Borges’ “Borges and I” is such a wonderful piece of metafiction that I will just reproduce it whole for you here, with just enough of a comment to suggest that writing writes the writer, as I discussed in Who is Writing This? and It’s All Fiction, in which I discuss how every piece of writing requires the invention of a speaker, even a dictionary entry (the “nobody” speaker), so the requirements of the piece determines the voice and therefore the speaker. In the short fiction below, Borges is talking about how his fame has taken over his life (or, as Foucault would put it, his author function, his reputation as a great writer, has erased the real person).
It’s Borges, the other one, that things happen to. I walk through Buenos Aires and I pause–mechanically now, perhaps–to gaze at the arch of an entryway and its inner door; news of Borges reaches me by mail, or I see his name on a list of academics or in some biographical dictionary. My taste runs to hourglasses, maps, eighteenth-century typefaces, etymologies, the taste of coffee, and the prose of Robert Louis Stevenson; Borges shares those preferences, but in a vain sort of way that turns them into the accouterments of an actor. It would be an exaggeration to say that our relationship is hostile–I live, I allow myself to live, so that Borges can spin out his literature, and that literature is my justification. I willingly admit that he has written a number of sound pages, but those pages will not save me, perhaps because the good in them no longer belongs to any individual, not even to that other man, but rather to language itself, or to tradition. Beyond that, I am doomed–utterly and inevitably–to oblivion, and fleeting moments will be all of me that survives in that other man. Little by little, I have been turning everything over to him, though I know the perverse way he has of distorting and magnifying everything. Spinoza believed that all things wish to go on being what they are–stone wishes to be stone, and tiger, to be tiger. I shall endure Borges, not in myself (if, indeed, I am anybody at all), but I recognize myself less in his books than in many others’, or in the tedious strumming of a guitar. Years ago I tried to free myself from him, and I moved on from the mythologies of the slums and outskirts of the city to games with time and infinity, but those games belong to Borges now, and I shall have to think up other things. So my life is a point-counterpoint, a kind of fugue, and a falling away–and everything winds up being lost to me, and everything falls into oblivion, or into the hands of the other man.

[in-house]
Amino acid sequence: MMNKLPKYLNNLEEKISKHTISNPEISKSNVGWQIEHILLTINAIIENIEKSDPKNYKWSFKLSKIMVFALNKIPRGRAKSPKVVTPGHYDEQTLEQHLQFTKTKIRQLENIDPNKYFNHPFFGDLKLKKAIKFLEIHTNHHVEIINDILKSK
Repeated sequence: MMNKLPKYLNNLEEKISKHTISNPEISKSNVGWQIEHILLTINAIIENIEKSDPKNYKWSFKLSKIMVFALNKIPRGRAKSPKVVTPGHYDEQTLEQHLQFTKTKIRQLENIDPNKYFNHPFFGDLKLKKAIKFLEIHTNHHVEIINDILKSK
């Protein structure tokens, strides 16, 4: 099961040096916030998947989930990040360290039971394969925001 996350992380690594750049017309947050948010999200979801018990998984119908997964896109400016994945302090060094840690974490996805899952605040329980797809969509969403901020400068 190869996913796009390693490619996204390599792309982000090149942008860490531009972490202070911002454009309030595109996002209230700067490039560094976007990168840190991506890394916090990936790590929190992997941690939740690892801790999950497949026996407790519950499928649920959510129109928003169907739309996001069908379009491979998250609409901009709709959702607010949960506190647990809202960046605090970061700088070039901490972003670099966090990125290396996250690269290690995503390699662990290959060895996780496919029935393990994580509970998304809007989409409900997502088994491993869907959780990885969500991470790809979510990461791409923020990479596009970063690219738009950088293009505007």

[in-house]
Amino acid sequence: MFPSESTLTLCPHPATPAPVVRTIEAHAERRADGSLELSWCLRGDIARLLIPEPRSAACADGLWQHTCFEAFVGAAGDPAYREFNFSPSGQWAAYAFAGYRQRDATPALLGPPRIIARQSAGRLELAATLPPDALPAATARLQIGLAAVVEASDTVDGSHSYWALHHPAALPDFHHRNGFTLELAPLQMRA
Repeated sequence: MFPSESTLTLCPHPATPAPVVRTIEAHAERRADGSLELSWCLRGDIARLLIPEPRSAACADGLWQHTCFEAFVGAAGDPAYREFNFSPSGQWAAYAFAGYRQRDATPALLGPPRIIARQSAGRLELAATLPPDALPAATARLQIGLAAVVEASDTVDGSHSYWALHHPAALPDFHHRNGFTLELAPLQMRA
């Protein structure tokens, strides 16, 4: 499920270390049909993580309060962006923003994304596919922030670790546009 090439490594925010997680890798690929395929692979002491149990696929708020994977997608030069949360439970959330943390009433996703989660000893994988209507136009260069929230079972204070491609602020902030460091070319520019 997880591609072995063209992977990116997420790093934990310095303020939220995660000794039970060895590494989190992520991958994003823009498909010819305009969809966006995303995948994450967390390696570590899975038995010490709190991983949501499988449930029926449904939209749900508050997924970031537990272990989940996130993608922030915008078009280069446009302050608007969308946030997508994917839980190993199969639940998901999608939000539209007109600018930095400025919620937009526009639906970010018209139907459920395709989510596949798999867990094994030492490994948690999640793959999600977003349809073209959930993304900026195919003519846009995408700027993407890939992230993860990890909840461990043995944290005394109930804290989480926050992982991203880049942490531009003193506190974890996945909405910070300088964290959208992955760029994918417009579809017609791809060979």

I am not sure which of us it is that’s writing this page.
(To read more about the artificiality of an author’s image, read my book Narrative Madness, available at narrativemadness.com or on Amazon and my posts “In the Name of the Book, In the Name of Cervantes, Amen”, “Who Wrote Don Quixote?”, “How to Sound Like a Writer of Great Reading, Learning and Eloquence: A Quixotic Preface”, and “Chaucer: A Bad Poet and a Didactic Bore.”)
Borges, Jorge Luis. “Borges and I.” Collected Fictions. Tran. Andrew Hurley. New York: Penguin Books, 1998.